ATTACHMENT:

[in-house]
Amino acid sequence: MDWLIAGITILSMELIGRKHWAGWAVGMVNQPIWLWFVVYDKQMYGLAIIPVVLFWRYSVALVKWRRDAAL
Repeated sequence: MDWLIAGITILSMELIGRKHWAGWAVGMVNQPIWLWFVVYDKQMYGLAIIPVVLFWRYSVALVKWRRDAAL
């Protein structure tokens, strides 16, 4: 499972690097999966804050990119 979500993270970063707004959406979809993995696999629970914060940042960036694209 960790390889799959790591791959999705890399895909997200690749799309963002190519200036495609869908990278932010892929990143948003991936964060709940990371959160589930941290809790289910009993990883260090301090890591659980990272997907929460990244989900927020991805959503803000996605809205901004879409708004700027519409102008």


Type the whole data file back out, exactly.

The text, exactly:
[in-house]
Amino acid sequence: MDWLIAGITILSMELIGRKHWAGWAVGMVNQPIWLWFVVYDKQMYGLAIIPVVLFWRYSVALVKWRRDAAL
Repeated sequence: MDWLIAGITILSMELIGRKHWAGWAVGMVNQPIWLWFVVYDKQMYGLAIIPVVLFWRYSVALVKWRRDAAL
């Protein structure tokens, strides 16, 4: 499972690097999966804050990119 979500993270970063707004959406979809993995696999629970914060940042960036694209 960790390889799959790591791959999705890399895909997200690749799309963002190519200036495609869908990278932010892929990143948003991936964060709940990371959160589930941290809790289910009993990883260090301090890591659980990272997907929460990244989900927020991805959503803000996605809205901004879409708004700027519409102008």